In 1931, the UK imposed barriers that increased the Empire’s share of British trade and decreased its multilateral nature, write Alan de Bromhead, Alan Fernihough, Markus Lampe, and Kevin O’Rourke. Here they revisit the extent to which trade policy was responsible for the shift towards intra-imperial trade, but do so through adopting a new approach.

In a 2016 survey paper, Goldberg and Pavcnik note that trade economists have moved away from studying the impact of trade policy. Concluding that this may reflect the fact that trade policy has become so liberal, they ask a straightforward question: “Does trade policy matter?”? Indeed did it ever matter? With Brexit looming, and protectionist pressures mounting elsewhere in the developed world, this question is now taking on an obvious significance that it did not, perhaps, possess five years ago. And so it makes sense to look once more at the experience of the interwar period, when there were protectionist policies galore and whose consequences can be studied.

Surprisingly, most of the existing quantitative literature on interwar trade has tended to conclude that, notwithstanding the ferocious reputation of the Smoot-Hawley tariff and interwar protectionism more generally, these policies did not have a major impact on either the total value or direction of trade. Perhaps it is not so surprising that protection has emerged as a relatively minor contributor to the world trade collapse of 1929-33: world income and output fell by so much during this period that it can plausibly account for the majority of declining trade, leaving relatively little for rising trade barriers to explain. But the quantitative literature has also tended to downplay the impact of trade policy on a second striking, and dangerous, feature of world trade during this period – its decreasingly multilateral nature.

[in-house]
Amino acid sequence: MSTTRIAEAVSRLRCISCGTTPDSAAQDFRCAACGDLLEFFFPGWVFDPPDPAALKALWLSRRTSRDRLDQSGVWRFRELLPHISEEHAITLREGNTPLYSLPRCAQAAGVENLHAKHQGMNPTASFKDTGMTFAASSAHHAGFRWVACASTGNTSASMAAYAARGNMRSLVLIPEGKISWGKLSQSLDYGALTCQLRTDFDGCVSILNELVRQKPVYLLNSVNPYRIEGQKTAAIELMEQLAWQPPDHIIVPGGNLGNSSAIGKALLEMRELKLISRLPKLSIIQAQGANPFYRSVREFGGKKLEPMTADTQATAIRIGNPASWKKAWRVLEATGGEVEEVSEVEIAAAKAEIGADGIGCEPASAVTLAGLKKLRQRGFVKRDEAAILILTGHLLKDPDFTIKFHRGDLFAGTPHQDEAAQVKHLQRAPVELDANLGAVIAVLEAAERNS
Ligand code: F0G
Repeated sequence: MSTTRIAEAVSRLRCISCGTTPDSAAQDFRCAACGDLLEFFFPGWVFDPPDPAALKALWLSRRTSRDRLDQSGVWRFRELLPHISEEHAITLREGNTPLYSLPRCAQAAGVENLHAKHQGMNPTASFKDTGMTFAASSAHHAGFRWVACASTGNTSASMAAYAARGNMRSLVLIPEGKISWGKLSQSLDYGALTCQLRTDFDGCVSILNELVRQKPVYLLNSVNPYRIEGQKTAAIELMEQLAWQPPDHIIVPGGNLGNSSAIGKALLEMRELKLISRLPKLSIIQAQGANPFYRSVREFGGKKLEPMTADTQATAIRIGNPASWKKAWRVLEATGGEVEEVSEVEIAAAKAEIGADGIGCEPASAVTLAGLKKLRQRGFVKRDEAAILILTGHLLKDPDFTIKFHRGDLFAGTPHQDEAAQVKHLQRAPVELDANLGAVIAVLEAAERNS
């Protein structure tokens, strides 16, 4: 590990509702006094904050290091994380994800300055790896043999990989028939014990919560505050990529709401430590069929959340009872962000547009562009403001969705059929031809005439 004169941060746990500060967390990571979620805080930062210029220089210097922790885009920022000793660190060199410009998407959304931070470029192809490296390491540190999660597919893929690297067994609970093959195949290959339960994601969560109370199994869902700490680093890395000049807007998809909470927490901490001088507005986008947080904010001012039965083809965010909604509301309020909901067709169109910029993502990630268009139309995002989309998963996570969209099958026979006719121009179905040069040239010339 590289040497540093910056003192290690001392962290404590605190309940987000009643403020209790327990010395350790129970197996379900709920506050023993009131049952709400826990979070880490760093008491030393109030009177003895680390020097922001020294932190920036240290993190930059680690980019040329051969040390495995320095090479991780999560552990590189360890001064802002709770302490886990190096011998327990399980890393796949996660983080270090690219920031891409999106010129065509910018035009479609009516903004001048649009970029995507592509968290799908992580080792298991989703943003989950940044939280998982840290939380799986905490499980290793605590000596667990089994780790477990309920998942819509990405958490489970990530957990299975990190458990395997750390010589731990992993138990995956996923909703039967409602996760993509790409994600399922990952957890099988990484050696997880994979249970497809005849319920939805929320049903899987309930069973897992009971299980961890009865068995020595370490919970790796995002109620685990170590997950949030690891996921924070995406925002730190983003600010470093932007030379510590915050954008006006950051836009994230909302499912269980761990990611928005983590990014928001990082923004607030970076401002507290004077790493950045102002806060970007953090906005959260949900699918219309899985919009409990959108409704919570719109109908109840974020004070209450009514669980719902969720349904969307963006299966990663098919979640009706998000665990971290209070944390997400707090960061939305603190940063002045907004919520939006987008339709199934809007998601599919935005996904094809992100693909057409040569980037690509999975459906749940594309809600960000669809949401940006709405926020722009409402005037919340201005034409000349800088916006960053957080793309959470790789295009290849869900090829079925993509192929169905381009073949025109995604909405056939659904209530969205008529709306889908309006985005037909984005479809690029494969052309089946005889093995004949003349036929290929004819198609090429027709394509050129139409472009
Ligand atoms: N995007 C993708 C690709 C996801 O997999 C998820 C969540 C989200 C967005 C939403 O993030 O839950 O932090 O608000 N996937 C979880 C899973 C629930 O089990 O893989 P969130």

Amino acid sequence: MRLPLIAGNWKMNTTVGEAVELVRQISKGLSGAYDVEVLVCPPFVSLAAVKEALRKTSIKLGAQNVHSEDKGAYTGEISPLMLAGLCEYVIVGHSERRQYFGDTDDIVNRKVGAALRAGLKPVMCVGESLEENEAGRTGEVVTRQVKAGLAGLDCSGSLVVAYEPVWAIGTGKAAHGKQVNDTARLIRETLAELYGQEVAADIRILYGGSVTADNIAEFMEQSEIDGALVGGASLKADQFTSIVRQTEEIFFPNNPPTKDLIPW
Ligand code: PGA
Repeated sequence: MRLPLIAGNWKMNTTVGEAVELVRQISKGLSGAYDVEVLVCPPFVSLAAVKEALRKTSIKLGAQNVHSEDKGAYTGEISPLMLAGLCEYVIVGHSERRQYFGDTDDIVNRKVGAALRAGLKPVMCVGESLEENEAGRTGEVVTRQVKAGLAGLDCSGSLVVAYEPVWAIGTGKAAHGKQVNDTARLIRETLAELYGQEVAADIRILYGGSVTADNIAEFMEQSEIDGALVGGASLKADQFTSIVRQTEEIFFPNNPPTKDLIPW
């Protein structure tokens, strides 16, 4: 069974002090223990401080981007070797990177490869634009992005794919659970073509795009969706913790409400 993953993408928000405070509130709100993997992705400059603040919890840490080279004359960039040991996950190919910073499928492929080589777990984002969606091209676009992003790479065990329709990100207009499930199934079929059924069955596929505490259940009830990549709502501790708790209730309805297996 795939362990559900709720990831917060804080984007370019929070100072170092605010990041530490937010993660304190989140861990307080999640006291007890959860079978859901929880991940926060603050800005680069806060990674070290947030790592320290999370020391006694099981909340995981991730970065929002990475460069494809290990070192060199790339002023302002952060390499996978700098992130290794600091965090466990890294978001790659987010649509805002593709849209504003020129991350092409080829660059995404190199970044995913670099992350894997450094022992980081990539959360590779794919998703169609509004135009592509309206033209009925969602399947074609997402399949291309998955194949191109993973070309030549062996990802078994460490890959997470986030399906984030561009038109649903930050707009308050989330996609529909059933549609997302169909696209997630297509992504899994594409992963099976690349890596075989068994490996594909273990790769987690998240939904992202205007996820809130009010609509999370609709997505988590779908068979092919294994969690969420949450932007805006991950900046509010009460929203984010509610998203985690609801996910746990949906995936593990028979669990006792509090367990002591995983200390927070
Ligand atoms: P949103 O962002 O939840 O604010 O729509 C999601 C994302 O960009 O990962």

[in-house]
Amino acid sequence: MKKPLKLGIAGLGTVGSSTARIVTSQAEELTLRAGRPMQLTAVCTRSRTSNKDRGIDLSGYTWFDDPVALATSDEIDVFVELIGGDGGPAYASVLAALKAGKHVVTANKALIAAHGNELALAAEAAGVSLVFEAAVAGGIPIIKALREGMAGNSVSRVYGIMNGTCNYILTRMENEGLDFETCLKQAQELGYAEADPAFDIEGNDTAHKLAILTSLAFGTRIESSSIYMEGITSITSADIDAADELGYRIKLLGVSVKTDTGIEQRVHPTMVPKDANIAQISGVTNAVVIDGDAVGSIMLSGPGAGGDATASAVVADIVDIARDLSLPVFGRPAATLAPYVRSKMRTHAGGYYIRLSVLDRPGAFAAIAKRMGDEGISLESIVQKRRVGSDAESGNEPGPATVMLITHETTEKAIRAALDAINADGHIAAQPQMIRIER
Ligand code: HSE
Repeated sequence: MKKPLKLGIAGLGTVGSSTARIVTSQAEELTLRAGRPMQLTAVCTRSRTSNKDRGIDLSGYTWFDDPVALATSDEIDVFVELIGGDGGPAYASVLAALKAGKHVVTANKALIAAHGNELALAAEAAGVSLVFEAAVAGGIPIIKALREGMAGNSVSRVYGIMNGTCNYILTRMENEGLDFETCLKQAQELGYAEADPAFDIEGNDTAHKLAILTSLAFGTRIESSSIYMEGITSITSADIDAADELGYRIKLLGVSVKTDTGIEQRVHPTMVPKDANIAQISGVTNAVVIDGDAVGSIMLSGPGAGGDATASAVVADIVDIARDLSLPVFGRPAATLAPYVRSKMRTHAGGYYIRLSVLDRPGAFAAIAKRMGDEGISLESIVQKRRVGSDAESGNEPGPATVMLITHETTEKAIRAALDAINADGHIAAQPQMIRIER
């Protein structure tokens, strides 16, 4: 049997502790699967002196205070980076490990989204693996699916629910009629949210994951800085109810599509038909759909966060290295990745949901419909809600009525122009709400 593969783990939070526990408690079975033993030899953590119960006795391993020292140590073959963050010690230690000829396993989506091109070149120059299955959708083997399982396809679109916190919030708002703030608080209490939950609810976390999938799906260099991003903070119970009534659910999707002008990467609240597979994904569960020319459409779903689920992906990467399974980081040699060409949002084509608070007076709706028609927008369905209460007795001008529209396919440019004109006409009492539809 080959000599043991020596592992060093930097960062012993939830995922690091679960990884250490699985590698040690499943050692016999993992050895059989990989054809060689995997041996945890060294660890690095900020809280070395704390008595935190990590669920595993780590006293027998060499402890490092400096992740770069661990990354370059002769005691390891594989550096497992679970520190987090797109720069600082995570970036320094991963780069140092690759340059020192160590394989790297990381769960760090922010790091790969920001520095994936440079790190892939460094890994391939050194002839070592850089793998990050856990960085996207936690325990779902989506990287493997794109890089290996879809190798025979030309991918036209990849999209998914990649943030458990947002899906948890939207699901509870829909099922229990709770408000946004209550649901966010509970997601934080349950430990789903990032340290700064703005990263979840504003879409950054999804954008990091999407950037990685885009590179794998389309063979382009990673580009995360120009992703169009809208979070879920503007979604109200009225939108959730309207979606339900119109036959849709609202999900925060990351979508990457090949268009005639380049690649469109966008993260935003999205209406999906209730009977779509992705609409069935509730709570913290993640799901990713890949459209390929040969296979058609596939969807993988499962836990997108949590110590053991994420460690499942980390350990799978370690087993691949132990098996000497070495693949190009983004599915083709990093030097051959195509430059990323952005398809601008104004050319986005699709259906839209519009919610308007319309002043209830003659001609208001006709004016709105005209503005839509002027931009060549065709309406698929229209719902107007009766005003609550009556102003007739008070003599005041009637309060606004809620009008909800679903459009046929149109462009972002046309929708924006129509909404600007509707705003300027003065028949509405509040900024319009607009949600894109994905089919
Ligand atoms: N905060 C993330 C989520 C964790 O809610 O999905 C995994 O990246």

In a recent paper, we revisit the responsibility of trade policy for the decline in trade and especially in the shift towards intra-imperial trade. But we adopt an entirely different approach in tackling the issue. Rather than using aggregate trade flows on the one hand and country-pair block membership on the other, we study the actual (and discriminatory) trade policies pursued by one country – the UK – in great detail. We look at what one country actually did to build its trade bloc, and at what the effects of its policies were, using disaggregated, country, and commodity-specific data on both trade and trade policies.

Figure 1. The (actual) British Empire’s share of UK imports, 1924–1938

Figure 1 shows the British Empire’s share of UK imports between 1924 and 1938. The increase after 1931 is striking. In 1931, Britain decisively broke with a long-standing tradition of free, or free-ish, trade. In November that year, the first emergency measures against ‘dumping’ from foreign countries were adopted and made increases in duties by up to 100% possible. In February 1932, the Import Duties Act imposed a general 10% tariff on goods not already subject to duties. While the Act exempted some important primary imports, it imposed even higher duties on some other goods. Finally, the Ottawa conference in summer 1932 led to a series of bilateral trade agreements between the UK and the Dominions. As a consequence, from late 1931, Britain thus explicitly discriminated against non-Empire countries under the lemma of “the home producer first, Empire producers second, and foreign producers last”.